November 8: The day the media died

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Hillary Clinton won the popular vote, which mean it’s safe to assume most people are upset by the results of our presidential election. If that’s not enough proof, I could brave driving 20 minutes into Portland, Oregon, and snap a few pictures of the protestors. Hell, I could even join them.

Every election in recent memory has suffered from overexposure. But this one was different. Longer. Harder. Dumber. Ultimately though, no matter whom you voted for, we received one semi-positive message: People are not quite as easily influenced by the media as previously supposed. Maybe we’ve built up a tolerance.

Alex Moffat and Cecily Strong played moderators Anderson Cooper and Martha Raddatz in the SNL skit. They had to drink a shot before the debate started.
Alex Moffat and Cecily Strong played moderators Anderson Cooper and Martha Raddatz in the SNL skit. They had to drink a shot before the debate started.

America is now like your functionally alcoholic uncle, showing no signs of intoxication despite ingesting half of the liquor stash during a holiday gathering. We take in so many spastically relayed, sensational headlines via our 24-hour coverage of a seemingly endless election process that we begin to tune out a good portion of it. This isn’t entirely good.

Some of our media outlets now consist of people so passionate about facts that they and their team of fact-checking, story-finding gurus actually put together segments akin to mini research papers for their “comedic” monologues. Some of our media outlets ask damn good questions about the legitimacy of someone’s campaign ideals. Some of our media outlets have something to offer, and we can’t discount opinions simply because they’re opinions.

We don’t have unbiased coverage in the ranking of Walter Cronkite anymore, but truthfully we never have. Today’s comedians and commentators and phony newscasters are simply more open about their opinions in this present day. They figure we’re grown up enough to know what goes into the recipe, so they admit that they snuck some pureed vegetables into the dessert. (Or rather, the other way around, if facts are the veggies in this bizarre metaphor.)

On one hand, it’s admirable that we as a people can make up our own minds. On the other hand, simply tuning out the news channels, facts, or monologues that disagree with your personal politics isn’t really making up your mind so much as locking down your mind. Many people this year have uttered statements like: “I’m just so tired of the same old politics” or “The media is biased” and used this as an excuse to be lazy.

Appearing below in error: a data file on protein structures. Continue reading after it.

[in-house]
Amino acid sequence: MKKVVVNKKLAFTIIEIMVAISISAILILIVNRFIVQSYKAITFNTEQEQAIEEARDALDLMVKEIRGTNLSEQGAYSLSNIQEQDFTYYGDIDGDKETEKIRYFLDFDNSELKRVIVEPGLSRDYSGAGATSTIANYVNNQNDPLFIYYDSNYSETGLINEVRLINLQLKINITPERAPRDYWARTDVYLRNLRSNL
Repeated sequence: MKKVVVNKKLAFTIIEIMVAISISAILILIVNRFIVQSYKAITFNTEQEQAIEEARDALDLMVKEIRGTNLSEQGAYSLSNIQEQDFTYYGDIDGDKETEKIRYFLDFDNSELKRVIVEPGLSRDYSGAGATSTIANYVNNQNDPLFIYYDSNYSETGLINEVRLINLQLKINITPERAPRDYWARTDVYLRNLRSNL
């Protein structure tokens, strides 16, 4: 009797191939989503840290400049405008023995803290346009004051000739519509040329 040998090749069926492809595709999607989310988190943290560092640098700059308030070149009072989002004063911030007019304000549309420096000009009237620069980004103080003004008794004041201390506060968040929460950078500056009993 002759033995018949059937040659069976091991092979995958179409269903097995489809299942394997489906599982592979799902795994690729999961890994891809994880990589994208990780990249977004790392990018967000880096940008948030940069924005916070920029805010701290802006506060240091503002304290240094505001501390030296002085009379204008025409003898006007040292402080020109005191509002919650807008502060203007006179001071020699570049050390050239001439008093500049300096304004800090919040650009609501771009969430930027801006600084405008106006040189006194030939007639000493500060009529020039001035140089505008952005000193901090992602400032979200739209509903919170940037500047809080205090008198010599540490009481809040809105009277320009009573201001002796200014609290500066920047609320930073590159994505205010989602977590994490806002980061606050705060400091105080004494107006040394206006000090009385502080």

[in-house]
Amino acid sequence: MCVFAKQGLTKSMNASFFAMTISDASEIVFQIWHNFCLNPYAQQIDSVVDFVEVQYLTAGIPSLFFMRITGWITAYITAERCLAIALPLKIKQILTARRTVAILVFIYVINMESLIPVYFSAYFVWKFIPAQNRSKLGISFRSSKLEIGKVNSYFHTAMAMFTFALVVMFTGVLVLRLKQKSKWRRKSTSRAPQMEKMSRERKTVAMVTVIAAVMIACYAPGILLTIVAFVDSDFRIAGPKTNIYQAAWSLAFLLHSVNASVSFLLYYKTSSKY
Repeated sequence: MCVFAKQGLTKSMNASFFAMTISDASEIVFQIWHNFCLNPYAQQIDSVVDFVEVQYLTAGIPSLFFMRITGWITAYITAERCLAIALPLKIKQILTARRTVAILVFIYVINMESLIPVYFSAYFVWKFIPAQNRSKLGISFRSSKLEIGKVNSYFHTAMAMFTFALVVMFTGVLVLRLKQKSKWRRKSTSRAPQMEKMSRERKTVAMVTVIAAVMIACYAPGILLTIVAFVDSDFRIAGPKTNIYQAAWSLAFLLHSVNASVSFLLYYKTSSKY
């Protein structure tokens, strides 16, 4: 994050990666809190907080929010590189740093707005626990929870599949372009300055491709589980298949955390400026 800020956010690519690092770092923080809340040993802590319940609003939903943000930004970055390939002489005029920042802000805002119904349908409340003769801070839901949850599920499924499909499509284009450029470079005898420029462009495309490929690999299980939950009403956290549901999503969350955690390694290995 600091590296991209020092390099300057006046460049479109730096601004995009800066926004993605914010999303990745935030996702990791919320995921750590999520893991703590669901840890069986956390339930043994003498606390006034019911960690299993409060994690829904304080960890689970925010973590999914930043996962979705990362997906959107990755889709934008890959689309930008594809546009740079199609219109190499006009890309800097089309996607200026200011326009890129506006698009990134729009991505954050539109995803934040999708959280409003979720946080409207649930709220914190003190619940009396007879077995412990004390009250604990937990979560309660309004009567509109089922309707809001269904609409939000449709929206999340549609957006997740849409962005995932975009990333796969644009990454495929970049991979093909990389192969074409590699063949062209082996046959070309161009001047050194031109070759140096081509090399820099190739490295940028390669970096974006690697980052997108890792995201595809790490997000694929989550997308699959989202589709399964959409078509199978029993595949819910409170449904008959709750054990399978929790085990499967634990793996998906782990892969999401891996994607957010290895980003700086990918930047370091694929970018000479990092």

They take their facts from the speech of the candidate they support, or the one news source they agree with, and they treat that as if it supports their opinion. Furthermore, we’ve seen fit to demonize those on the other side of the fence — whether politically or ideologically — to an extent never before seen in this country.

It’s no wonder either.

President-Elect Donald Trump and Speaker of the House Paul Ryan (YouTube)
President-Elect Donald Trump and Speaker of the House Paul Ryan (YouTube)

They say familiarity breeds contempt, but the scientific community will quickly point out that we are hardwired to notice and feel more comfortable around what we recognize and what/who we relate to. Differences signal danger, and that may be a large reason why we chose two candidates we knew well over candidates presenting less familiar ideas, from less publicized platforms, and had names and faces we couldn’t immediately place.

What this media failure to influence and predict the election results does is reinforce the simple truth — that we don’t know shit. Common folks like us peasant voters are now investing energy into protests and complaints (many of which are well-founded) but need to start redirecting that energy. The busier and more active we are in researching for ourselves and not just deciding for ourselves, the more likely it is that we can avoid a repeat of Scum and Scummer in the next election. Making your mind up requires effort and deliberation, not Cheetos and YouTube.

It may well be a good lesson that the media outlets failed to prepare us for the election results this year, because it proved to us the need for individual accountability and preemptive activism.

As for the new President-Elect, who persistently demonstrated some form of Narcissistic Personality Disorder during his campaign, the joke is apparently on us, as we are looking more and more Bipolar in our political preferences. Mr. President-Elect, when it comes to all you said you were going to do, please continue to be as dishonest as you were during your campaign, when every verifiable fact checker indicated you were lying at least 60 percent of the time — which, by the way, is higher than the “same old, same old” politicians everyone’s been railing against.